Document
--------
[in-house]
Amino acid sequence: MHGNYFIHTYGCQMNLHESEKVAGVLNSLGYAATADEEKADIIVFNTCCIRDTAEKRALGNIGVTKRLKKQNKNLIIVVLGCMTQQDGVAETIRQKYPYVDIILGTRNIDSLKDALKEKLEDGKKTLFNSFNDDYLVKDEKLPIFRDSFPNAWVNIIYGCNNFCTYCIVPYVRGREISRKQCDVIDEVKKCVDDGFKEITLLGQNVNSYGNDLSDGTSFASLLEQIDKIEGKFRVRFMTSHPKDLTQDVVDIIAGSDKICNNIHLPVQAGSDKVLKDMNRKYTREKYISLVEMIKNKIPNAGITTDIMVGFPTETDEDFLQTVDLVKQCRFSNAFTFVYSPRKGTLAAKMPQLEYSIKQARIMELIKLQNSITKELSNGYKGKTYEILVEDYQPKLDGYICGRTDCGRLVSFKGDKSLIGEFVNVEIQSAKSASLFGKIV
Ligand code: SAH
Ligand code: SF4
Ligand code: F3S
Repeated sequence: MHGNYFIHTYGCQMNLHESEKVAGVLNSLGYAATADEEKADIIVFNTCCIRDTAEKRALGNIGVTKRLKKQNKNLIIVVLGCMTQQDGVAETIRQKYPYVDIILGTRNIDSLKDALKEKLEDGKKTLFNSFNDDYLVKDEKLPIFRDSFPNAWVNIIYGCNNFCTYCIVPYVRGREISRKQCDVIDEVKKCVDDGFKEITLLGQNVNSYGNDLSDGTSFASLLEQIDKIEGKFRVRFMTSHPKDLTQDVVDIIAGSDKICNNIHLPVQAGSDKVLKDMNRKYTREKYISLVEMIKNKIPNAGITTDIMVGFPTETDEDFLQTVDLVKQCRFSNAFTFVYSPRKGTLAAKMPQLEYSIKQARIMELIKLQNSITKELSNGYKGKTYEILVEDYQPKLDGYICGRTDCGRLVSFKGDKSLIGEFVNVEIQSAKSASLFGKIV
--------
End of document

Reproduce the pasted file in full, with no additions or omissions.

[in-house]
Amino acid sequence: MHGNYFIHTYGCQMNLHESEKVAGVLNSLGYAATADEEKADIIVFNTCCIRDTAEKRALGNIGVTKRLKKQNKNLIIVVLGCMTQQDGVAETIRQKYPYVDIILGTRNIDSLKDALKEKLEDGKKTLFNSFNDDYLVKDEKLPIFRDSFPNAWVNIIYGCNNFCTYCIVPYVRGREISRKQCDVIDEVKKCVDDGFKEITLLGQNVNSYGNDLSDGTSFASLLEQIDKIEGKFRVRFMTSHPKDLTQDVVDIIAGSDKICNNIHLPVQAGSDKVLKDMNRKYTREKYISLVEMIKNKIPNAGITTDIMVGFPTETDEDFLQTVDLVKQCRFSNAFTFVYSPRKGTLAAKMPQLEYSIKQARIMELIKLQNSITKELSNGYKGKTYEILVEDYQPKLDGYICGRTDCGRLVSFKGDKSLIGEFVNVEIQSAKSASLFGKIV
Ligand code: SAH
Ligand code: SF4
Ligand code: F3S
Repeated sequence: MHGNYFIHTYGCQMNLHESEKVAGVLNSLGYAATADEEKADIIVFNTCCIRDTAEKRALGNIGVTKRLKKQNKNLIIVVLGCMTQQDGVAETIRQKYPYVDIILGTRNIDSLKDALKEKLEDGKKTLFNSFNDDYLVKDEKLPIFRDSFPNAWVNIIYGCNNFCTYCIVPYVRGREISRKQCDVIDEVKKCVDDGFKEITLLGQNVNSYGNDLSDGTSFASLLEQIDKIEGKFRVRFMTSHPKDLTQDVVDIIAGSDKICNNIHLPVQAGSDKVLKDMNRKYTREKYISLVEMIKNKIPNAGITTDIMVGFPTETDEDFLQTVDLVKQCRFSNAFTFVYSPRKGTLAAKMPQLEYSIKQARIMELIKLQNSITKELSNGYKGKTYEILVEDYQPKLDGYICGRTDCGRLVSFKGDKSLIGEFVNVEIQSAKSASLFGKIV